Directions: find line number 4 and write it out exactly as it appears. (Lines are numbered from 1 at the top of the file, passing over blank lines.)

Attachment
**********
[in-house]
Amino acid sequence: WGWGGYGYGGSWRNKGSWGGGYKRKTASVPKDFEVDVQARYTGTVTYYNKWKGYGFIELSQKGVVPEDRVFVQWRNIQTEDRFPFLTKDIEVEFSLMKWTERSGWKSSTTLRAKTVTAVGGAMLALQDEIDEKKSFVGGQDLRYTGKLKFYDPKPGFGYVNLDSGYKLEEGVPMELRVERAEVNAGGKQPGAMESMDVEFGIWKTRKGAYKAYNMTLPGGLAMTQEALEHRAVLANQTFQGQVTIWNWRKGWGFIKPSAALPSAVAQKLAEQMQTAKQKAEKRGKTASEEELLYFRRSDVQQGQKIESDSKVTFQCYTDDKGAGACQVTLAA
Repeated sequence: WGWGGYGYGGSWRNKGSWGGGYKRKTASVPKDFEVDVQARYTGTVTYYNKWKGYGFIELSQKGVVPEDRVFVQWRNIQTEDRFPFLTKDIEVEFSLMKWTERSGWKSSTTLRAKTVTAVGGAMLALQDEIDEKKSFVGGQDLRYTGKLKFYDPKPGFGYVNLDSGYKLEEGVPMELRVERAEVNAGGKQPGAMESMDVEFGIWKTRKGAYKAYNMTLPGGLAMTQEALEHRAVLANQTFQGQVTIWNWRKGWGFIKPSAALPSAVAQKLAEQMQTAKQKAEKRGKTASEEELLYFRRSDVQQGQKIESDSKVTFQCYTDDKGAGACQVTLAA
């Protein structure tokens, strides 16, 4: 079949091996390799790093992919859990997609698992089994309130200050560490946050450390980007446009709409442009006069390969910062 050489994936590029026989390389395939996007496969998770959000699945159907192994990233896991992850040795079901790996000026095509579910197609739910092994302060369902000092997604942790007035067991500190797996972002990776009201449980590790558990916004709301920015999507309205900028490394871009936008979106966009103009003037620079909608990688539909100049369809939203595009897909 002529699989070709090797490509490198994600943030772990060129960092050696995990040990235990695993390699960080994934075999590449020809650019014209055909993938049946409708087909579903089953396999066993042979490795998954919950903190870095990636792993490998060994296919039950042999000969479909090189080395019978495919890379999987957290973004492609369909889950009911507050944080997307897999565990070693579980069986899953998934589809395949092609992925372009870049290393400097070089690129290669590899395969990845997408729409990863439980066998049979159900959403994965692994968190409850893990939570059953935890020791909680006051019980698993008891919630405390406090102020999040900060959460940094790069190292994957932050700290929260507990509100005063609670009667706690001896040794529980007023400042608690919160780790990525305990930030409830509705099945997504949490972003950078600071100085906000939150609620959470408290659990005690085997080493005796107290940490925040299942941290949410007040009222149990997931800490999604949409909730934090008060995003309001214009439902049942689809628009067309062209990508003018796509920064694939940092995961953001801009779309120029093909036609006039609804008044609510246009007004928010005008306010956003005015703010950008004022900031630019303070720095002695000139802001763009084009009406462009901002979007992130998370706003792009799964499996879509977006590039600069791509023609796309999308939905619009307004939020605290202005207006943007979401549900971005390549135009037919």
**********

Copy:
């Protein structure tokens, strides 16, 4: 079949091996390799790093992919859990997609698992089994309130200050560490946050450390980007446009709409442009006069390969910062 050489994936590029026989390389395939996007496969998770959000699945159907192994990233896991992850040795079901790996000026095509579910197609739910092994302060369902000092997604942790007035067991500190797996972002990776009201449980590790558990916004709301920015999507309205900028490394871009936008979106966009103009003037620079909608990688539909100049369809939203595009897909 002529699989070709090797490509490198994600943030772990060129960092050696995990040990235990695993390699960080994934075999590449020809650019014209055909993938049946409708087909579903089953396999066993042979490795998954919950903190870095990636792993490998060994296919039950042999000969479909090189080395019978495919890379999987957290973004492609369909889950009911507050944080997307897999565990070693579980069986899953998934589809395949092609992925372009870049290393400097070089690129290669590899395969990845997408729409990863439980066998049979159900959403994965692994968190409850893990939570059953935890020791909680006051019980698993008891919630405390406090102020999040900060959460940094790069190292994957932050700290929260507990509100005063609670009667706690001896040794529980007023400042608690919160780790990525305990930030409830509705099945997504949490972003950078600071100085906000939150609620959470408290659990005690085997080493005796107290940490925040299942941290949410007040009222149990997931800490999604949409909730934090008060995003309001214009439902049942689809628009067309062209990508003018796509920064694939940092995961953001801009779309120029093909036609006039609804008044609510246009007004928010005008306010956003005015703010950008004022900031630019303070720095002695000139802001763009084009009406462009901002979007992130998370706003792009799964499996879509977006590039600069791509023609796309999308939905619009307004939020605290202005207006943007979401549900971005390549135009037919």